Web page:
SAN ANTONIO -- The Army Modernization Strategy relies on devoted U.S. Army Environmental Command employees to ensure the Army is able to maintain dominance in multi-domain operations while meeting the requirements of laws and regulations intended to safeguard the natural environment and the ecosystems in which we live.
A critical aspect of that process is a cradle to grave analysis of environmental impacts from new technologies.
A new technology, which could be anything from an armored vehicle to small electronics, goes through an arduous defense acquisition process from idea to conception, followed by production, fielding and use, and ultimately demilitarization and disposal.
“The entire acquisition process is complicated, but my role could be viewed as a very thin line across the spectrum that just focuses on environmental impacts,” said Charles Serafini, USAEC Acquisition Support.
An example would be the Stryker Infantry Carrier Vehicle that went into service in 2002 to assist Soldiers in Operation Iraqi Freedom.
“When it was being conceived, the combat developers had to create a Capability Requirements Document that outlined the basic principle of the vehicle and what they wanted it to do,” said Serafini. “It addressed things like wheels versus tracks, the type of armor, the type of engine, etc. I had to determine if any part of the system would have adverse impacts on the environment over the course of its lifetime.”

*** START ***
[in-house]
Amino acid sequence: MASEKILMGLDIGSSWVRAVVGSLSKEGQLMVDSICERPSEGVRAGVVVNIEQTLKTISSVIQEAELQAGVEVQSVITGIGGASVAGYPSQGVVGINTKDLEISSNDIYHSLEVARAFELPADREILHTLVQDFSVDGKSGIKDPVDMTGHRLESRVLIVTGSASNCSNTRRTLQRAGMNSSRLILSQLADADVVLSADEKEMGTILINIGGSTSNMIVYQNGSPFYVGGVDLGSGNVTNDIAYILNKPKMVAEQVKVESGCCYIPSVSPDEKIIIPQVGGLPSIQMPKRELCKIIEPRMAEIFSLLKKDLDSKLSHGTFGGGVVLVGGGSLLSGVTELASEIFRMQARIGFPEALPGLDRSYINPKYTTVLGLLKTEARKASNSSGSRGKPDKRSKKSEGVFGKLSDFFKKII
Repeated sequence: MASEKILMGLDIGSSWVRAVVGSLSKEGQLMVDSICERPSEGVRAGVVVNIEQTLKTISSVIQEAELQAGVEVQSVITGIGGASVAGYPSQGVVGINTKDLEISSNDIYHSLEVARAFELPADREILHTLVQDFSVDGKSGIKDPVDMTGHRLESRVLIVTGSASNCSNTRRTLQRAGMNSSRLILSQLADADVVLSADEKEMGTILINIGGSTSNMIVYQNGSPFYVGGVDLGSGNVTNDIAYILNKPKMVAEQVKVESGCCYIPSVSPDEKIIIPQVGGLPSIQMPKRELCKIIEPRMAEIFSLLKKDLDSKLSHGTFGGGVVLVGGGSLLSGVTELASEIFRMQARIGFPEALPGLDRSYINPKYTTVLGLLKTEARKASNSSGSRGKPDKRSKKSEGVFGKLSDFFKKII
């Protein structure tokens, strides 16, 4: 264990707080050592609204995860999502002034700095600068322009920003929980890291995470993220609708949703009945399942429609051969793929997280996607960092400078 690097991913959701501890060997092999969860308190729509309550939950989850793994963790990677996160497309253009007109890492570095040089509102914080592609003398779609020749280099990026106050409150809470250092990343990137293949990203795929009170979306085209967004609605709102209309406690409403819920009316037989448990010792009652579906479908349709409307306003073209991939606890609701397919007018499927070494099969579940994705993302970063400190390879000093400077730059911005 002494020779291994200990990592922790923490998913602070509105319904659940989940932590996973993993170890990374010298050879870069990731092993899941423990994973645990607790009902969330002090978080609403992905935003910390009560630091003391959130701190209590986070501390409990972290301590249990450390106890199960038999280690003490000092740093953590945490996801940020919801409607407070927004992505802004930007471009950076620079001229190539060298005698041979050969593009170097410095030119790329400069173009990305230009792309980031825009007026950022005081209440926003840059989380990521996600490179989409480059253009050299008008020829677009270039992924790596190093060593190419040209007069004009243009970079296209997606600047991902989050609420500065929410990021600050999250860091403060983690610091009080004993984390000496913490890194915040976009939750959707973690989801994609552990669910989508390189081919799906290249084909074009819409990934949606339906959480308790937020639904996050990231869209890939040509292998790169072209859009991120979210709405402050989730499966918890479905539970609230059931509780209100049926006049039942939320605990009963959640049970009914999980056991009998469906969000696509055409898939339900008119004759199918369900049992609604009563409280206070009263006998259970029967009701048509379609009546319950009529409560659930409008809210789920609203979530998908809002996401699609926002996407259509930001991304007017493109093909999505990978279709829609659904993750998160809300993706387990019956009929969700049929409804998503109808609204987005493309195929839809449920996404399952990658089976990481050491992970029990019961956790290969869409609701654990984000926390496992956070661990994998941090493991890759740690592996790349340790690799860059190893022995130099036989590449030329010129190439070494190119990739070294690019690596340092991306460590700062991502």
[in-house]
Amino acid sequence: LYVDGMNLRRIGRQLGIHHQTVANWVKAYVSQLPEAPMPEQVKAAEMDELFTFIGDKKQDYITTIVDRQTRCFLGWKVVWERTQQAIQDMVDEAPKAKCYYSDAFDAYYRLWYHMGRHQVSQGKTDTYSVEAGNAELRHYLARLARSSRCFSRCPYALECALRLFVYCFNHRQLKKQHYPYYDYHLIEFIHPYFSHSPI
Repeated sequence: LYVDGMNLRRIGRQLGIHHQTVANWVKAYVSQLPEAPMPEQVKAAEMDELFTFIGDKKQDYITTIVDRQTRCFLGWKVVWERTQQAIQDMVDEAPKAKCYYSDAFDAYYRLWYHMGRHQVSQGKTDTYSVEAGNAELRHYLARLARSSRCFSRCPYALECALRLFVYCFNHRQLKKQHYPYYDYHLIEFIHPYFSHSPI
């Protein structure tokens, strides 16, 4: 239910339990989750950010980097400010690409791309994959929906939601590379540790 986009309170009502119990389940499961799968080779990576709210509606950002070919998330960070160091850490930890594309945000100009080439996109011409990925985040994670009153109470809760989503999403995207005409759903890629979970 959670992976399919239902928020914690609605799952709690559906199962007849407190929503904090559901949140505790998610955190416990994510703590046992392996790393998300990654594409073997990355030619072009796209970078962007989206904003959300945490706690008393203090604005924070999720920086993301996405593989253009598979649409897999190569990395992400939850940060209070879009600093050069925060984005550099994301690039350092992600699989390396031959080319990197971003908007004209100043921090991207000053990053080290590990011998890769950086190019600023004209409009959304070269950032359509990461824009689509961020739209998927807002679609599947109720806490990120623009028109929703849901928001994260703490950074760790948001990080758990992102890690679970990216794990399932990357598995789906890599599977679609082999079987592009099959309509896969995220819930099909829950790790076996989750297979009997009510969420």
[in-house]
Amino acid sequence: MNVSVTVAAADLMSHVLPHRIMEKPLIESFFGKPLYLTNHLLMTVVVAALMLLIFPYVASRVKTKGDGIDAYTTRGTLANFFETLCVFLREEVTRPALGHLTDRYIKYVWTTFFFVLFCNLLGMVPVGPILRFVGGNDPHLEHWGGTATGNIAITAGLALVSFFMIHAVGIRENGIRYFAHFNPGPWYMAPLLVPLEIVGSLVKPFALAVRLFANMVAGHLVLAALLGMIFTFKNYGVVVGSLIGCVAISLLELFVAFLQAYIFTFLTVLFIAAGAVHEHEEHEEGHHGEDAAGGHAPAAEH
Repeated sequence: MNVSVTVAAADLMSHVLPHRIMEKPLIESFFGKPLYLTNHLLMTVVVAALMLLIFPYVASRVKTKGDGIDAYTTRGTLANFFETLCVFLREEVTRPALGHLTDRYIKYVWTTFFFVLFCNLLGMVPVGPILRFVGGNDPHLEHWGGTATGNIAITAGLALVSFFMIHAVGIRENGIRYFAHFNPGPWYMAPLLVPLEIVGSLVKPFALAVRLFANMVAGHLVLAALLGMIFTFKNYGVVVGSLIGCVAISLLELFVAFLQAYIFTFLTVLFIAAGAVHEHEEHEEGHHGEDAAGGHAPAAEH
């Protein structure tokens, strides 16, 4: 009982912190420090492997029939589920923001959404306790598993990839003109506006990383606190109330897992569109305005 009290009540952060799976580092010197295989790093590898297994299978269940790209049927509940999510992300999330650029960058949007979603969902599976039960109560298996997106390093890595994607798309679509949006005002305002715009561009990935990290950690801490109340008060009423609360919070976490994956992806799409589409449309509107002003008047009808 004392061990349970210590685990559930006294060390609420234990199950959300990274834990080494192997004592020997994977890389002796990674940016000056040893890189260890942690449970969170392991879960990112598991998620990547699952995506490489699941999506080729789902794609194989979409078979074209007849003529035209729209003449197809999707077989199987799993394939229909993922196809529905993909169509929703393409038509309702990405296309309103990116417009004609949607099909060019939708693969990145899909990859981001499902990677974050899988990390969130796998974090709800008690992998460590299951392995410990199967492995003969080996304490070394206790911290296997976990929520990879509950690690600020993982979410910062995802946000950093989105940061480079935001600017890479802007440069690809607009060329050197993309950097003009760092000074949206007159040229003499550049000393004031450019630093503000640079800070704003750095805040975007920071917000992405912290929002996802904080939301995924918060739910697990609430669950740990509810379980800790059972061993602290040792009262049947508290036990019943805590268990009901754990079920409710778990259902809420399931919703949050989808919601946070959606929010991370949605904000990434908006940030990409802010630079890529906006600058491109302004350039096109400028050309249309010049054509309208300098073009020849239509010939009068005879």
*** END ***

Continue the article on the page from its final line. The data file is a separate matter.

After reviewing the CRD, Serafini noted several potential environmental impacts and submitted the document to a USAEC National Environmental Policy Act expert to review and use as part of the analyses for an Environmental Impact Statement.
NEPA requires identification and assessment of a reasonable range of alternatives as well as a no action alternative for each environmental assessment. The decision-maker is provided with information on each alternative and on its potential impacts on environmental resources and identifies potential mitigation measures to reduce impacts if needed.
In the case of the Stryker ICV, the engineering team determined that an eight-wheeled vehicle would have significantly less environmental impact than a tracked system, both in combat and on training grounds. Additionally, a variety of metals were proposed for the armor.
Engineers ultimately decided to go with a solution more environmentally friendly throughout the lifecycle of the system. Next generation combat vehicles are being conceptualized now and will go through the same process as the Stryker ICV; however, that process must be accomplished more quickly to ensure the Army is able to maintain dominance in multi-domain operations.
“We are concentrating our efforts on streamlining Army Modernization processes, pushing key systems through some choke points such as demonstrating and validating concepts, efficiently and effectively informing Army planners and decision-makers how to integrate environmental considerations into the decision-making process and providing environmental expertise to help ensure acquisition compliance with environment, safety and occupational health requirements,” said Damon Cardenas, USAEC chief of Acquisition and Technology.